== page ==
Go to Homepage   Judith Ivory: Passionate Victorian

 
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Judith Ivory (Photo courtesy of Judith Ivory)

You might not plan to fall in love with a ratcatcher or a gigantic beast of a man with a cast to his eye and an expression so terrible, the snootiest maitre d' grovels before it. But if you read Judith Ivory -- or her alter ego, Judy Cuevas -- you won't be able to help yourself. 

Ivory revels in the Victorian period, plunging her readers into the full sensory experience of the age, the varied scents of jasmine and old roses, as well as the stink of the streets. You feel the bite of tightly laced stays and the warm relief of clove oil on a bad tooth. But real as these fictional experiences seem, they pale beside the emotional reality of Ivory's characters. From courtesans to pioneer filmmakers, estate managers to sculptors, Ivory takes you so deeply into their heads and hearts you never want to let them go.  

Crescent Blues: Your heroes seldom fit the standard mold. In recent books, you've made heroes of a ratcatcher, an ether addict and an African explorer with more heart than sense who's considerably younger and less experienced than his heroine. Do you seek out unusual heroes or do they just present themselves to your consciousness? 

Judith Ivory: I think any human being you truly get to know is "unusual." As soon as you see the particulars of a person -- the individual -- he or she no longer fits the stereotypes. So, no, I don't seek unusual heroes. I just write about people. I try to make the characters real, which means (if I'm successful) they end up diverging from expectation, just the way real people do. It's the surprises in people, I think, that make them interesting. 

Crescent Blues: How much do you consciously create your characters? How much do they seem to create themselves from your subconscious mind?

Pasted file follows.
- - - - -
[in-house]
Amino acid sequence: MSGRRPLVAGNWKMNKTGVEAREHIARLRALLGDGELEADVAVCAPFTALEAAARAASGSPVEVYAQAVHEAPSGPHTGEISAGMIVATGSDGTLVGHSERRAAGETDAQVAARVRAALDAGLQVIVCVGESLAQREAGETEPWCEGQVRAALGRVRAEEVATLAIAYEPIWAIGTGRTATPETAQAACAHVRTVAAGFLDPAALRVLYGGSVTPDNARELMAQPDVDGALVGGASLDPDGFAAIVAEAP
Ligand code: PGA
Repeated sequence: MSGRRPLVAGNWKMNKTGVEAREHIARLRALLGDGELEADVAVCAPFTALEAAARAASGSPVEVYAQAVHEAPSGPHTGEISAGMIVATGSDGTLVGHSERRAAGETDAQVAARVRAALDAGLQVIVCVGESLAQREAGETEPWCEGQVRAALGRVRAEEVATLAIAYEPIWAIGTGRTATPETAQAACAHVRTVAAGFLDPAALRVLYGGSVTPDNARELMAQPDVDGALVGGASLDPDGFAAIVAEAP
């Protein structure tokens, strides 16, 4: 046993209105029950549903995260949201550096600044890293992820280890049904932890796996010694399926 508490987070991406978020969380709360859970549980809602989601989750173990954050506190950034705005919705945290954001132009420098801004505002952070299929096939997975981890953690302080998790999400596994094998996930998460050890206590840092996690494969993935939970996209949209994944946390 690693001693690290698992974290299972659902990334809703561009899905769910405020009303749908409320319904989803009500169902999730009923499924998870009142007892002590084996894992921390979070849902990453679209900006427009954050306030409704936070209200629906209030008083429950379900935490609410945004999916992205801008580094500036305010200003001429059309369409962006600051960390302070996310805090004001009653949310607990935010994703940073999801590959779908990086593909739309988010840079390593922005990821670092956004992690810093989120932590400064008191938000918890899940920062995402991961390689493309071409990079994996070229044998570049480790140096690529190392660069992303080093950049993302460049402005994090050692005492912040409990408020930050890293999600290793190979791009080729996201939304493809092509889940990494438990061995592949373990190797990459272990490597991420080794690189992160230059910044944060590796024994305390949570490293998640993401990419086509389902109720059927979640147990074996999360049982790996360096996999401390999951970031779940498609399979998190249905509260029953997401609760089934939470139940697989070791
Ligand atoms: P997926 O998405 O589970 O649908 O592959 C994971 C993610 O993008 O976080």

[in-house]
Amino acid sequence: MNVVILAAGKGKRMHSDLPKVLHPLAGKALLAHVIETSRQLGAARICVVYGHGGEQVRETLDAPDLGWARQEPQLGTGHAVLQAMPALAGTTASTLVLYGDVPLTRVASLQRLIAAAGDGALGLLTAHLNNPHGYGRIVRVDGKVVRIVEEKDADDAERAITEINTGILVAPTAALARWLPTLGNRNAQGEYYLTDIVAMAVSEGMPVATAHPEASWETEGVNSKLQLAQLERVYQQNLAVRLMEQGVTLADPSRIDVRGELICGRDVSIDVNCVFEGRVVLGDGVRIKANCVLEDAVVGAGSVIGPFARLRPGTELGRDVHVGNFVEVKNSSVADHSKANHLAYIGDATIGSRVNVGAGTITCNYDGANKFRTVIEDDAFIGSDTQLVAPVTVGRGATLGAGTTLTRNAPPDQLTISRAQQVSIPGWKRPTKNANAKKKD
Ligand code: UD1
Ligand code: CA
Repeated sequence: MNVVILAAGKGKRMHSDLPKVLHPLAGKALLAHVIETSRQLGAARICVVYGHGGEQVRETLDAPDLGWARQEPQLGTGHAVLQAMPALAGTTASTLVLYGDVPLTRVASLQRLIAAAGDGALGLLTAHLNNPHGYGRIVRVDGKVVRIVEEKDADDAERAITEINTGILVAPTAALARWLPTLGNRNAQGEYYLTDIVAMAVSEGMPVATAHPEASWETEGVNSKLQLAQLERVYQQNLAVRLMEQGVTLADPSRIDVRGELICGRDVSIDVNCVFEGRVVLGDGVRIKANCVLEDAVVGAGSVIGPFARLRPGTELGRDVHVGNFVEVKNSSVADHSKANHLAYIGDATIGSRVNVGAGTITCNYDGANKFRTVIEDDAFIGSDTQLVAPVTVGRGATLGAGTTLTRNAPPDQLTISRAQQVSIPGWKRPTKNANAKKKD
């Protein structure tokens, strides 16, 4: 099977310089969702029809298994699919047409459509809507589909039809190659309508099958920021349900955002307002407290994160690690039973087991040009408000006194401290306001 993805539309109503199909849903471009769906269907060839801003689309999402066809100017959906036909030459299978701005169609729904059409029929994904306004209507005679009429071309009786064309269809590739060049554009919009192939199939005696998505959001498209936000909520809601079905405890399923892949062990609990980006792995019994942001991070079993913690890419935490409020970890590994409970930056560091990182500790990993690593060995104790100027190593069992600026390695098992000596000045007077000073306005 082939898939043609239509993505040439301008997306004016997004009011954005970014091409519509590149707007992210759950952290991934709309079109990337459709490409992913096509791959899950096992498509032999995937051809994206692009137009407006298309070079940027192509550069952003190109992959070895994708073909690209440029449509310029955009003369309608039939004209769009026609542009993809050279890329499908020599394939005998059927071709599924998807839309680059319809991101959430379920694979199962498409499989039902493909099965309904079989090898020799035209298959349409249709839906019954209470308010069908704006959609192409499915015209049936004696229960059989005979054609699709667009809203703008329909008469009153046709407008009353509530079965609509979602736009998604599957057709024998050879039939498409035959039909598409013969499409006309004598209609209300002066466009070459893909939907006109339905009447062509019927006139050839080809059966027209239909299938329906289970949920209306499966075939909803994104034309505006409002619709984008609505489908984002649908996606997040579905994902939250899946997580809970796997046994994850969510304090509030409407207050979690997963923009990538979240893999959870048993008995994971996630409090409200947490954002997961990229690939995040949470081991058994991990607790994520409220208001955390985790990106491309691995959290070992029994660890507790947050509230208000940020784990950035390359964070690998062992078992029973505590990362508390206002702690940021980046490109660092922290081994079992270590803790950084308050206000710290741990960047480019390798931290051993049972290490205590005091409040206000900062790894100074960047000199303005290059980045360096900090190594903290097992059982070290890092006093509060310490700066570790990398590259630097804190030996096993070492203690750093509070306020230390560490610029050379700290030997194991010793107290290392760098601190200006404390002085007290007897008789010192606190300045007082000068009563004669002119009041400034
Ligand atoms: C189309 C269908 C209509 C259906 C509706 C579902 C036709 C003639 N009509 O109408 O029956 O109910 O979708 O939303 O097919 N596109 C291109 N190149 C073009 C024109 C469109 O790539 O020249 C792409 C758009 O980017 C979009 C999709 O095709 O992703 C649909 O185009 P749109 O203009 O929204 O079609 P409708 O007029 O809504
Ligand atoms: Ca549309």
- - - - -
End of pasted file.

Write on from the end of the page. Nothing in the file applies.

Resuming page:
Judith Ivory: They evolve. I usually have an idea about who they are before I ever start, but early in the process I also like to work through scenes and dialogues to "get to know" who it is I feel like writing about. I frequently don't have a good fix on a character till the book is about halfway finished, then I go back and clean up the earlier versions. Lydia, my current heroine, grew four inches recently. She suddenly needed to be taller. It's as if she should have been taller all along. It explains certain angles and impressions that were happening already, before I realized she was too short -- a typical development in my work. It fixed all sorts of things. 

Crescent Blues: Do you consider your books character- or plot-driven? How much would you like to change the mix of character to plot, or do you like the ratio the way it is? 

Judith Ivory: Oh, characters drive my books, no doubt, and I love it that way. On the other hand, I love a good plot. My plots, though -- the what-goes-wrong that makes the story develop tension and interest -- are all derived, I think, from what the characters want, what they are striving for, who they are. Something vital to their identities and/or world views must be at risk.  

Book: Judith Ivory, The PropositionIn The Proposition, Mick's identity is challenged in ways he never expected, beginning tangibly when he raises his head to look in the mirror and finds no mustache. [Grins.] Meanwhile, Winnie's very restricted, all female view of life is put to the test when this big, brawny testosterone male enters her world and wreaks havoc with all she has come to believe about her plain, homely self.